With the second volume of The Beatles' Live At The BBC released this week (11 November), the record's compiler and author of The Beatles: The BBC Archives 1962-1970, Kevin Howlett has written us a special guest column on how they put the "radio show album" together.
I compiled the new Beatles album On Air - Live At The BBC Volume 2. Working with my co-producer Mike Heatley, the aim was to make it sound like a radio show from the 1963/64 era, so alongside the 40 songs there are speech tracks featuring The Beatles sending up the avuncular BBC announcers and each other. This sort of witty irreverence from a pop group had rarely been heard on the wireless before the arrival of The Beatles. These were the days when every programme featuring records linked by a presenter had to have a script written weeks in advance so that it could be scrutinized by Anna Instone - the formidable Head of the BBC's Gramophone Department. She was notorious for returning scripts with numerous alterations marked with a blue pencil. Fortunately, The Beatles were heard speaking in shows made by the Popular Music Department, which permitted more freedom in the announcements. They could be themselves on air.
The Beatles' musical performances were heard on radio shows broadcast by the BBC's Light Programme. The clue is in the name. Much of the popular music heard on this national network was 'light' - easy-on-the-ear melodies performed by string ensembles, dance band orchestras and crooners. To hear The Beatles delivering a raucous version of Money or Twist And Shout was shocking to the older part of the listening audience. (By the way, according to the BBC Audience Research Department back then, 'old' was defined as anyone over 20.) With that in mind, it is remarkable how The Beatles conquered the British show business world in 1963 without compromising their musical mission. They were allowed to play their own songs and unusual material by the American rhythm and blues artists they adored.
I was five years old when The Beatles' first Parlophone single Love Me Do was released in October 1962. The record was soon playing in my home, because I have an older brother who was quick to spot the potential of the new group. Their popularity rapidly spread during 1963 and I have memories of hearing and seeing The Beatles on the BBC. I witnessed their British success hit a peak on 7 December 1963 when I was allowed to stay up late to see The Beatles dominate the BBC's Saturday evening television schedule. ITV was the only other channel to watch at that time, so audience figures were enormous. First, 23 million viewers saw The Beatles make up the panel for Juke Box Jury at 6.05pm. Based on an American format, each week four jurors reviewed a record and then ruled whether it would be a hit or a miss. Presenter David Jacobs rang a bell if the panel's verdict was Hit. A Miss was rejected by the sound of a klaxon.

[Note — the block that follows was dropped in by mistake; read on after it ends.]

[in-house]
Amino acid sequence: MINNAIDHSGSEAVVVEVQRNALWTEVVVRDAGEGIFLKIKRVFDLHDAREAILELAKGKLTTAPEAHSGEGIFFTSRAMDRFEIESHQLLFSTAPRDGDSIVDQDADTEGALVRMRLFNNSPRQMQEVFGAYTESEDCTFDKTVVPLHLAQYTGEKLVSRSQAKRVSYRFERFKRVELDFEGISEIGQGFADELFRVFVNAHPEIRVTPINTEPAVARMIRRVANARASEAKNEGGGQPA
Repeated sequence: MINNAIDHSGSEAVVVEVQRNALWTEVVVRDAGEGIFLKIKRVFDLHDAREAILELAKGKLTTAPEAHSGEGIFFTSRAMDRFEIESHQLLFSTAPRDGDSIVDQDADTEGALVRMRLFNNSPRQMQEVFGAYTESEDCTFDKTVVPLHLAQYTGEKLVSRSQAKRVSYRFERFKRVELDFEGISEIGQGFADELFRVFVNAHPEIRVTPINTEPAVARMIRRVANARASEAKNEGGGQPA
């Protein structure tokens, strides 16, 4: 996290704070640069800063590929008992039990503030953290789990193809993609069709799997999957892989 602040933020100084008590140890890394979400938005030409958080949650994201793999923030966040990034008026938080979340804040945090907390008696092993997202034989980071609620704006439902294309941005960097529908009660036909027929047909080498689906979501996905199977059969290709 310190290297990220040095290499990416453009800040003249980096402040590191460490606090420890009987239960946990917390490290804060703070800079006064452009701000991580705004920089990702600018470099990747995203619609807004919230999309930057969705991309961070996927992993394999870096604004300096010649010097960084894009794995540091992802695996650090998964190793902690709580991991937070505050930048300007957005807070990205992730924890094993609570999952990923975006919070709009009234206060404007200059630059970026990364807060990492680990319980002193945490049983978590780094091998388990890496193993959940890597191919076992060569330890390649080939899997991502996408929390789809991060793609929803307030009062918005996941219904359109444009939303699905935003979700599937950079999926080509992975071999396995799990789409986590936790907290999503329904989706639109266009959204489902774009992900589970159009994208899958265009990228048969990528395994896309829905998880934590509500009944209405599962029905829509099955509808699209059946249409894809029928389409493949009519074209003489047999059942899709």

Following the recording of Juke Box Jury, the group had performed a wild concert at the Empire Theatre in Liverpool that was transmitted at 8.10pm with the title It's The Beatles. It was watched by 41 per-cent of the population of the UK, who saw the audience screaming non-stop at the group. When researching my recently published book The Beatles: The BBC Archives 1962-1970, I was fascinated to read viewers' correspondence and BBC memos about these two TV shows. Tom Sloan - the Head Of Light Entertainment, Television - reassured the apologetic director of It's The Beatles that "I do not believe any of us had any idea of the disorganised frenzy that could take place during such a performance. I still think that in its way this was an instant documentary showing a slice of life which, whether we like it or not, exists".
Yes, The Beatles were that radical in 1963. Thirty-one of the 40 songs included in On AIr - Live At The BBC Volume Two were first broadcast in that breakthrough year. The album captures the exciting sound of history being made. As you listen, remember that what The Beatles had achieved by the end of 1963 laid the foundation upon which all the revolutionary movements in sixties pop culture were built. Kevin Howlett